HOTELS Interview: Creating a service culture for Embassy Suites

Charles Gremillion, director of brand culture and internal communications, Embassy Suites Hotels, wrote the book on the brand’s guest service philosophy, and we don’t mean that as a figure of speech. It’s called “Make Their Day: The Power to Make Guests Happy,” and it’s available on Since implementing its “Make a Difference” initiative in 2007, Hilton Worldwide’s Embassy Suites brand has seen a three-point increase in its post-stay service scores and a six-point rise in its loyalty index scores. HOTELS Magazine caught up with Gremillion to get the details.

HOTELS Magazine: What’s your favorite story from the field that illustrates the “Make a Difference” culture?

Charles Gremillion: We have a hotel in a part of the country that receives snowfall, but not in a place that you would get snow all the time. This gentleman came to work early and noticed that everyone’s cars in the parking lot had been blanketed with snow. Knowing that none of these guests, or very few, would have the tools to deal with the snow, he went out and he cleared the snow off of probably 50 cars. He did it without making a big deal of it, he didn’t announce it to the guests, but the guests went out, one by one, and found their car had been cleared. That’s the kind of intuitive service that we really are so proud of our team members for.

HOTELS: What would you say is the key to successful implementation?

Gremillion: The primary key for me is that it has to be consistent on every level of the organization. It has to be practiced and believed in everywhere. It really has to permeate all levels of the organization.

HOTELS: How do you reinforce the message while keeping it fresh?

Gremillion: The main vehicle of our reinforcement effort, our education, and our rehearsal is a daily huddle: a short, stand-up, pre-shift meeting with a clear service-based message. Our hotels, department by department, hotel by hotel, have those meetings every day and the brand has some huddle topics ready-made. We’re constantly doing our own research about expanding the vocabulary of Make a Difference and expanding the vocabulary of our service culture.

General managers are not obligated to use specifically designated huddle material. Our whole leadership team across the brand gets the exact same culture message that they can be sharing with their culture team for that day and I think that’s incredibly powerful.

One of my favorites was generosity. So, it’s a Monday afternoon, and the general manager receives an email that says, “Here’s a great idea: Get a big soup ladle from the kitchen and talk about the difference between a soup ladle and a teaspoon.” The conversations that came out of that exercise were really fun. You had people talking about guest service like serving soup. You don’t give service with your pinky extended in a little teaspoon. You give good service by stirring up that pot and going all the way to the bottom, a big spoonful coming up over the sides. You give it whole-heartedly. You give everything you have. That’s what good service is. It’s not something given selfishly or small.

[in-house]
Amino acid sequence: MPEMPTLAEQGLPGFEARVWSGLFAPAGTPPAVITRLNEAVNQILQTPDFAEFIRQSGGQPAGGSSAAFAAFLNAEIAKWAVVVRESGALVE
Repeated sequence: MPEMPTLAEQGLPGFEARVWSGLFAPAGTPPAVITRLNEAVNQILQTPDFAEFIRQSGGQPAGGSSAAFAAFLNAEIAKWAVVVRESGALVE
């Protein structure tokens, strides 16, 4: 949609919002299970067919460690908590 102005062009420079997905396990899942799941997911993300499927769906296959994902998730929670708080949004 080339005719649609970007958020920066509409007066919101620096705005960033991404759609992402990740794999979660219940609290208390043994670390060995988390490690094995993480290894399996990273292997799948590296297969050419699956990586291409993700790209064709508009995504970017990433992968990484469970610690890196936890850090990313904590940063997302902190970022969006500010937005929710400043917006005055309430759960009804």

On the recognition side, the thing that’s resonated the most is our Make a Difference Medallion. Every hotel in our brand has at least one medallion. Most of our hotels have many more than one. It’s passed from team member to team member at huddles. This brings it back to the employees helping each other first so they feel really great and then they go out and help guests.

Everybody loves getting it, but when it is your turn to give it and you tell that story about something that is really meaningful to you, that is when you see grown men cry. Everybody loves to get it, but the real power is in the giving it away and that is happening every day in all of our hotels. I think it’s a daily reminder and a daily thank you to people who rise above and go beyond. It is very special.

HOTELS: How do you create buy-in and understanding?

Gremillion: For us, when I first identified what we wanted our culture to be, you start out with all kinds of research and customer surveys and you are looking at the public’s perception of you and your own perception of yourself and the things that you want to maintain as attributes and those things that you want to eliminate by changing behavior.

We held a meeting. We called it a boot camp and we invited two line-level employees from every hotel in the brand. These heart-of-the-house folks, many of whom had never been out of their state or traveled on an airplane.

We gave no criteria other than we asked that it not be a manager or director and that it be someone who has a history of displaying the most spirit and pride for their hotel. In some cases, the general manager hand-selected and in other cases they held a contest at a hotel. People were nominated and voted for. But the people who came were just on fire in love with the brand and their jobs and wanting to be part of this.

I think it was incredibly empowering for so many people to know that not only were their voices heard but that they were playing a very critical role in the implementation of this game changer for our brand. So having that stakeholder buy-in right at the very start made it a bottom-up rollout instead of something being mandated from up top.

HOTELS: Who is the audience for this book: team members, management, both?

Gremillion: It is both, but if I were to exactly pinpoint it for you, my audience is our middle management team. I really think of them as the connective tissue. We do a lot of high-level training and a lot of very basic training, and we rely very heavily on this middle group to make things happen and communicate.